A Tale Of Two Inflations: Why US CPI Is Flawed And Why Bernanke Will Maintain ZIRP As Revolutions Rage

Tyler Durden's picture

For all those wondering why the Federal Reserve will likely never hike rates on the basis of undisputed surging food and energy prices, here is the reason: in the US, the food component as a percentage of overall CPI is 7.8%. In China it is 31.4%. In India 47.1%! The US CPI, therefore, is a completely irrelevant metric when it comes to measuring the one factor that has been responsible for two revolutions already year to date. In other words, if food prices were to double, US CPI would go up by 7.8%, while in China it would grow by nearly 50%. As Nicholas Colas observes when he looks at this data: "This dichotomy points to the potential for increasingly disparate monetary policies when comparing the Federal Reserve future actions to other central banks." This is a huge point that needs far greater prominence in the media, as it confirms that the very models that run central planning for the world's increasingly more involved and desperate central banks are so divergent that it is likely that the US will continue exporting inflation to the developed world long after most of its drowning in bloodshed and rioting. Genocide Ben indeed.

The chart below is all one needs to realize just how great the food price impact variation is for various central planning committees:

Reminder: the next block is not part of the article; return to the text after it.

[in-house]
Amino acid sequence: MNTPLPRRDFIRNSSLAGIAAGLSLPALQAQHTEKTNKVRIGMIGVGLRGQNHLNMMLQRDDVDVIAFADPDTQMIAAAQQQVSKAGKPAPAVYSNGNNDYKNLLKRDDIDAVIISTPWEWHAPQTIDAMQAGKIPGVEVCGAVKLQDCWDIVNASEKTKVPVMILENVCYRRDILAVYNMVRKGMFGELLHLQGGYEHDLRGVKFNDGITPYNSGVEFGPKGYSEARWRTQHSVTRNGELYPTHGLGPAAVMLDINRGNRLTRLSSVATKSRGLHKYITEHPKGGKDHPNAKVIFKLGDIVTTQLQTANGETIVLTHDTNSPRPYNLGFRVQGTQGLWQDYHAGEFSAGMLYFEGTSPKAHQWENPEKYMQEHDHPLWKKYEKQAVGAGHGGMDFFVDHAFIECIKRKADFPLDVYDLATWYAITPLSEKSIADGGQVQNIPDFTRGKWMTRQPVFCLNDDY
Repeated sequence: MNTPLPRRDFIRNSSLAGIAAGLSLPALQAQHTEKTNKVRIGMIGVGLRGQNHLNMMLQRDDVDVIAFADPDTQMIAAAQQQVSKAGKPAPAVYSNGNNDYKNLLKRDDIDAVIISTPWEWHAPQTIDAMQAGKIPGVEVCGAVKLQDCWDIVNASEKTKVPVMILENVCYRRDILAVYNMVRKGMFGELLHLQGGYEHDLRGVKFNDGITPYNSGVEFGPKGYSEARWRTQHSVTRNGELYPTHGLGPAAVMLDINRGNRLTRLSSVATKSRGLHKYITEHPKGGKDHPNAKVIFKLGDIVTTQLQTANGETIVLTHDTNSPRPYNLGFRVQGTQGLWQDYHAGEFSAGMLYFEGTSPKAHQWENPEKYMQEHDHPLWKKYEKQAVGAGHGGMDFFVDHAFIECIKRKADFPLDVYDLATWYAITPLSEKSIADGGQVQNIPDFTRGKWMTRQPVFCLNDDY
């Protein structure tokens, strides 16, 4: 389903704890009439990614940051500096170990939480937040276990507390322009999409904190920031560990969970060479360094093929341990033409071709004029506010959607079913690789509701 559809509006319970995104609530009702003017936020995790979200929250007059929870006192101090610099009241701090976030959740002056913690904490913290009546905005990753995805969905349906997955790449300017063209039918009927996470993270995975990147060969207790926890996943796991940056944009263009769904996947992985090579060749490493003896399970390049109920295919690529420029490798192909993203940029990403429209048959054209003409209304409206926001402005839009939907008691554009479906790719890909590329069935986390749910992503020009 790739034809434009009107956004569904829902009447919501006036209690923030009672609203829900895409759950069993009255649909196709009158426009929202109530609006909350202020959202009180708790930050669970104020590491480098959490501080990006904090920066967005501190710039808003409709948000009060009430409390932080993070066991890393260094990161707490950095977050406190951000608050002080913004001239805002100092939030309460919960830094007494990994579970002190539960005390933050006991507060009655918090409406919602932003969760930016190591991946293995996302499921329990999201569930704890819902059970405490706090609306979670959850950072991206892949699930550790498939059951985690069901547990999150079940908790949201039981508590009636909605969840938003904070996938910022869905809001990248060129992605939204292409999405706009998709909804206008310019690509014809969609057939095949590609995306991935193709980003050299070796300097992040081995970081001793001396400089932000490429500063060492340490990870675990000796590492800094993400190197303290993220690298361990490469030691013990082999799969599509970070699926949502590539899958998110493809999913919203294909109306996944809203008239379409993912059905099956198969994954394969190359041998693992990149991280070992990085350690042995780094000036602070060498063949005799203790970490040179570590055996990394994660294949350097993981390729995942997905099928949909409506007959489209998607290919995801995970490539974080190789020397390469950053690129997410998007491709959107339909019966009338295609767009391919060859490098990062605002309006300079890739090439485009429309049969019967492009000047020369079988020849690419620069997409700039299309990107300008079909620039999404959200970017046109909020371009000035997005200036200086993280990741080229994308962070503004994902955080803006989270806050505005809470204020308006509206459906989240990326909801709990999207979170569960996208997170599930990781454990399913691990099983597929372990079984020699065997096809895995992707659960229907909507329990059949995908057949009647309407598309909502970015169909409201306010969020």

Note the US and India at the opposite ends of the spectrum!

For those who wish to learn more, here is Nic Colas of BNY explaining why this really is "a kinda big deal":

It is called “Tonghuo pengzhang” in China and “mudrasphiti” in India; in the U.S, the word is “inflation.” And, just as the word is different in each country, so are the weights given to various components in the baskets used to calculate price inflation all around the world. In this note I will focus on how the recent price spikes in food and energy commodities filter through to the Consumer Price Index (CPI) used by a variety of countries to measure their rate of inflation.

The reason to focus on food and fuel is easy to explain – the prices of both have risen dramatically in the past 12 months. Two points here:

  • According to the Food and Agriculture Organization of the United Nations (FAO) Food Price Index, the price for basic food commodities around the world is up 28.3% over the past year. See here for more details: http://www.fao.org/worldfoodsituation/FoodPricesIndex/en/. The price of a barrel of oil has risen by 19% over the same period (see attached chart). Compare these changes to how financial assets such as the S&P 500 have performed – up 24% in the past 12 months – and you will see that the commodities complex has largely kept pace with traditional risk assets such as equities. That is a function of low interest rates in the U.S. and Europe as well as infusions of incremental liquidity from the quantitative easing.
  • More disturbing than the rapid increase in price for these basic and necessary commodities is the fact that these prices are now much more correlated than at any point in the last 2 decades. While the overall correlation for the FAO Food Price Index and spot prices for oil is only 14% for the period from 1990 to the present, this relationship is 61% for the past 6 years. From 1990 to 1995, it was  actually -22%.